A Year Into the Pandemic, We Still Don’t Know How Well Platforms Are Combating COVID-19 Misinfo and Disinfo

Blog Post
April 28, 2021

More than one year ago, the COVID-19 pandemic hit, upending the lives of billions of people. Almost overnight, our relationship with the digital sphere changed dramatically. For many people under social distancing requirements, the online space became our primary means of interacting with colleagues, family, and friends, as well as being our primary source of information in an incredibly confusing time.

Unfortunately, the digital space also became home to a vast amount of misinformation and disinformation around the coronavirus. Stories about fake cures, prevention methods, origin theories, and other related topics became rampant on the internet, with tragic offline consequences. In response, many internet platforms expanded or introduced new efforts to curb the spread of misleading information on their services. Later, many companies touted the effectiveness of these initiatives. However, very few provided concrete data that would allow us to actually evaluate whether and how their efforts had an impact.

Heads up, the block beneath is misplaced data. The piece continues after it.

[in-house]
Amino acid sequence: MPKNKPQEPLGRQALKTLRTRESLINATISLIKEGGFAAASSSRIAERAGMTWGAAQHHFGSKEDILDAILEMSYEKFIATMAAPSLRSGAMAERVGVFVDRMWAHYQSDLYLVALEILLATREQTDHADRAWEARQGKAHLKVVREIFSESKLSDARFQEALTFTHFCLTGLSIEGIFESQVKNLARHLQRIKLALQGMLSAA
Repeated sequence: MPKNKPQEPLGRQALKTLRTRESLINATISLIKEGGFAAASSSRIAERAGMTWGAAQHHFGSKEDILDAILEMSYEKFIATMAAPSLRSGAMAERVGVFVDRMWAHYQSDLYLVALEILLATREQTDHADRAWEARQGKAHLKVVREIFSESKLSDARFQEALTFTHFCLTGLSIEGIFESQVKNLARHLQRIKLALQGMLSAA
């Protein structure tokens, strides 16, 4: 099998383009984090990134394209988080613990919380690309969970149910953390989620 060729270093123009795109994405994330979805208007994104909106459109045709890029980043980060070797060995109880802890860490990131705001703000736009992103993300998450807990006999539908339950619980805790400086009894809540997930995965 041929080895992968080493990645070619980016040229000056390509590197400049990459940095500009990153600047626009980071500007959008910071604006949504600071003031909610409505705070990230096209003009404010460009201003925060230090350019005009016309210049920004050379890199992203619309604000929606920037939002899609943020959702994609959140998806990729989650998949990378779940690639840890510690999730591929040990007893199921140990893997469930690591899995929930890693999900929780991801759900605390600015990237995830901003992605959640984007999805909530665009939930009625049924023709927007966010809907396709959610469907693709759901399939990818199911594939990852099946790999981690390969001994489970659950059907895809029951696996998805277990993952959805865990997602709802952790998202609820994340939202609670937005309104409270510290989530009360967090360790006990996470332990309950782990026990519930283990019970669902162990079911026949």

As OTI outlined in a June 2020 report assessing how eight internet platforms were responding to COVID-19 misinformation and disinformation, the majority of platform efforts in this area fall into three key buckets: connecting users to authoritative information, moderating and reducing the spread of misleading content, and altering advertising policies to prevent exploitation and the marketing of misleading products and items. In the early stages of the pandemic, many companies understandably noted that they were not immediately able to share data on the impact of these efforts, as they had just been implemented. Now over a year has passed, yet many of these platforms are still not providing meaningful transparency around how these programs operate and what impact they have. This is concerning, as companies continue to implement these efforts and tout their effectiveness.